At www.spaceweather.com September 18th …. on the 12th a CME hit Earth's magnetic field igniting an intense geomagnetic storm – and providing England with a week of summer temperatures. Students launched a helium Balloon into the stratosphere, expecting to measure lots more radiation than normal. Instead, them measured less – a lot less. Why?
Well, it seems that when the CME swept past the Earth it gathered up a lot of cosmic rays that normally occupy the upper atmosphere – sweeping them away. This process was first discovered in the 20th century by Scott Forbush.
Meanwhile, there are some lovely images of aurora produced by the CME. Not sure about copyright so you will have to visit the site (above). One of them is spectacular – an aurora (greenish blue) above an Icelandic volcano (a reddish tinge).
At http://phys.org/print330140352.html … consensus theory has thought in terms of galaxy mergers largely resulting in elliptical galaxies. Now, radio telescopes have found evidence of merging galaxies from disc galaxies – and this is, apparently, quite common. Disc galaxies include spiral galaxies such as the Milky Way. They are defined by pancake shaped regions of dust and gas – why is food so often ued to describe astronomical features?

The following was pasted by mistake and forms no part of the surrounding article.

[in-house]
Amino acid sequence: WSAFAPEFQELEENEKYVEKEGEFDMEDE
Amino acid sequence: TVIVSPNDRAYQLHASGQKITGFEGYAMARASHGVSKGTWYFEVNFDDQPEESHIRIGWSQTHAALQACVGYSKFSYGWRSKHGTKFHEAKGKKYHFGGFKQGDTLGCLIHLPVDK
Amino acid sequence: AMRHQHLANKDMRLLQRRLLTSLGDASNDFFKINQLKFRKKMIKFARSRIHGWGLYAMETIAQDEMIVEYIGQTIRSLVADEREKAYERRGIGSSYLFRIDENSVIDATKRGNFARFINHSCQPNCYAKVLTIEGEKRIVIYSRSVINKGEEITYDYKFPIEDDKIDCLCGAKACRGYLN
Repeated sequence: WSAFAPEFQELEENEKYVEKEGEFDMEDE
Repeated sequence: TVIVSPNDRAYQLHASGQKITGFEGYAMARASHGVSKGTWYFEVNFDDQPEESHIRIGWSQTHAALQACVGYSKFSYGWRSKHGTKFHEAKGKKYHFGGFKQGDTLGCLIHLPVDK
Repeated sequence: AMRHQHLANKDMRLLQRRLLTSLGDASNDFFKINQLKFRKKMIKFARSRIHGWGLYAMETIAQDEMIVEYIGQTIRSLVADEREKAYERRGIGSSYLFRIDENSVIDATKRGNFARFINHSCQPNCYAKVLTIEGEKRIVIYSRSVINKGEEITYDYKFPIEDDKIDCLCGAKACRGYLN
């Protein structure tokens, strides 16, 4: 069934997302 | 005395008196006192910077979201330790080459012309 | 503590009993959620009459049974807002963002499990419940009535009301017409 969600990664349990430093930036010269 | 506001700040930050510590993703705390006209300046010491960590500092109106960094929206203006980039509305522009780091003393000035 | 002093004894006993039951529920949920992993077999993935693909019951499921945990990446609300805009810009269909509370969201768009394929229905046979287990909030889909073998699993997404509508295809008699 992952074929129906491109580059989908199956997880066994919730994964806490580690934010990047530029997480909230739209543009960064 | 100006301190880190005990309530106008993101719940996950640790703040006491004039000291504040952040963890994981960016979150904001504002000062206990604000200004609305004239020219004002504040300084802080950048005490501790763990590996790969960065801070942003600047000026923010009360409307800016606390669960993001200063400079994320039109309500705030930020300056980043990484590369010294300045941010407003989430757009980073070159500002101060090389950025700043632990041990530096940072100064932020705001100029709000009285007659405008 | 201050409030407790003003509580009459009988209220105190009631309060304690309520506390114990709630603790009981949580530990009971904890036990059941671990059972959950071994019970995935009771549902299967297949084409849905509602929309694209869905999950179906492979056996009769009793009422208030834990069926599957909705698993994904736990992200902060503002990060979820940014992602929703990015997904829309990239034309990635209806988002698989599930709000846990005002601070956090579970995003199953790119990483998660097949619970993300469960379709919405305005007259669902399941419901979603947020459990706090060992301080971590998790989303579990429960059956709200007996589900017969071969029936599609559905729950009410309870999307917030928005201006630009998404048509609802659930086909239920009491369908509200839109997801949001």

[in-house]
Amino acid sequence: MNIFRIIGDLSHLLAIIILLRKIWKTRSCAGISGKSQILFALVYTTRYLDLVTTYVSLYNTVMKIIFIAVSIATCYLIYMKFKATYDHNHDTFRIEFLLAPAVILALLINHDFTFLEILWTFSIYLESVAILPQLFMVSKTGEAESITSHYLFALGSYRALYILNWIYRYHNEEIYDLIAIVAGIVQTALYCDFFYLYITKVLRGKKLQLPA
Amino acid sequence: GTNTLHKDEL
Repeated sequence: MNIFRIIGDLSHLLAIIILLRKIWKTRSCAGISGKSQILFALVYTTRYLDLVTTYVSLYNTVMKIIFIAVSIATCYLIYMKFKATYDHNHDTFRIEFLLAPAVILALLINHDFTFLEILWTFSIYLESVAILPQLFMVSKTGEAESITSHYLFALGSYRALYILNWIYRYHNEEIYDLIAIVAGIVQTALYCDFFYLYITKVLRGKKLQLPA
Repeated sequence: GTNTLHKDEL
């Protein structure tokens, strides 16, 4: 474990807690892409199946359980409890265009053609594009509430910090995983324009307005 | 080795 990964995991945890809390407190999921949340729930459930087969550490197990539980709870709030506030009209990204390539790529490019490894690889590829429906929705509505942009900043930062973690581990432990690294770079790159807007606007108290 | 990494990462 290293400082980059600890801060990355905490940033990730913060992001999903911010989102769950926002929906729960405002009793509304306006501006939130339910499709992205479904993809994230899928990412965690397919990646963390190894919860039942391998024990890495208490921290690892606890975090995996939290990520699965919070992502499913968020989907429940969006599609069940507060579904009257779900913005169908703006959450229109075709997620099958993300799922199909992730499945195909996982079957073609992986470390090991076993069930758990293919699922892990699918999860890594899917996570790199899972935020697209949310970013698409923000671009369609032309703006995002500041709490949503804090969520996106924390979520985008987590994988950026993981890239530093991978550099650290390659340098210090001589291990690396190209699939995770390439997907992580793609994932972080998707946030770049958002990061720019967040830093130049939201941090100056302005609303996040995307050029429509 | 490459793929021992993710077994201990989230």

Needless to say it was a computer simulation that predicted mergers would result in elliptical galaxies – a fact that clashes with observational evidence that over 70 per cent of galaxies are in fact disc galaxies. See www.arxiv.org/abs/1407.6873